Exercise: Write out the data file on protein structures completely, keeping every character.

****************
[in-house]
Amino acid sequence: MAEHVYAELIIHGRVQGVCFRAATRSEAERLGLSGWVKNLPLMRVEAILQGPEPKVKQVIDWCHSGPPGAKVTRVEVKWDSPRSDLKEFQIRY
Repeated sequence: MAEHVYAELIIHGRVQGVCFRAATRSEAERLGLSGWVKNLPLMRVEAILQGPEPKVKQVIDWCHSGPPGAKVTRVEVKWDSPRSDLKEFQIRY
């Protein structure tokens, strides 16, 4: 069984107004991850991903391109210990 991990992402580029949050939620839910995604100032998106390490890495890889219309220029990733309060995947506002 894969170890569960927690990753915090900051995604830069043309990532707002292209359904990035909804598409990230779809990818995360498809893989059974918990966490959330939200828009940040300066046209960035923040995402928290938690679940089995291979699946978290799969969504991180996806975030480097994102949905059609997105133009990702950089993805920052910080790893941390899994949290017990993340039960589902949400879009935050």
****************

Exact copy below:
[in-house]
Amino acid sequence: MAEHVYAELIIHGRVQGVCFRAATRSEAERLGLSGWVKNLPLMRVEAILQGPEPKVKQVIDWCHSGPPGAKVTRVEVKWDSPRSDLKEFQIRY
Repeated sequence: MAEHVYAELIIHGRVQGVCFRAATRSEAERLGLSGWVKNLPLMRVEAILQGPEPKVKQVIDWCHSGPPGAKVTRVEVKWDSPRSDLKEFQIRY
């Protein structure tokens, strides 16, 4: 069984107004991850991903391109210990 991990992402580029949050939620839910995604100032998106390490890495890889219309220029990733309060995947506002 894969170890569960927690990753915090900051995604830069043309990532707002292209359904990035909804598409990230779809990818995360498809893989059974918990966490959330939200828009940040300066046209960035923040995402928290938690679940089995291979699946978290799969969504991180996806975030480097994102949905059609997105133009990702950089993805920052910080790893941390899994949290017990993340039960589902949400879009935050």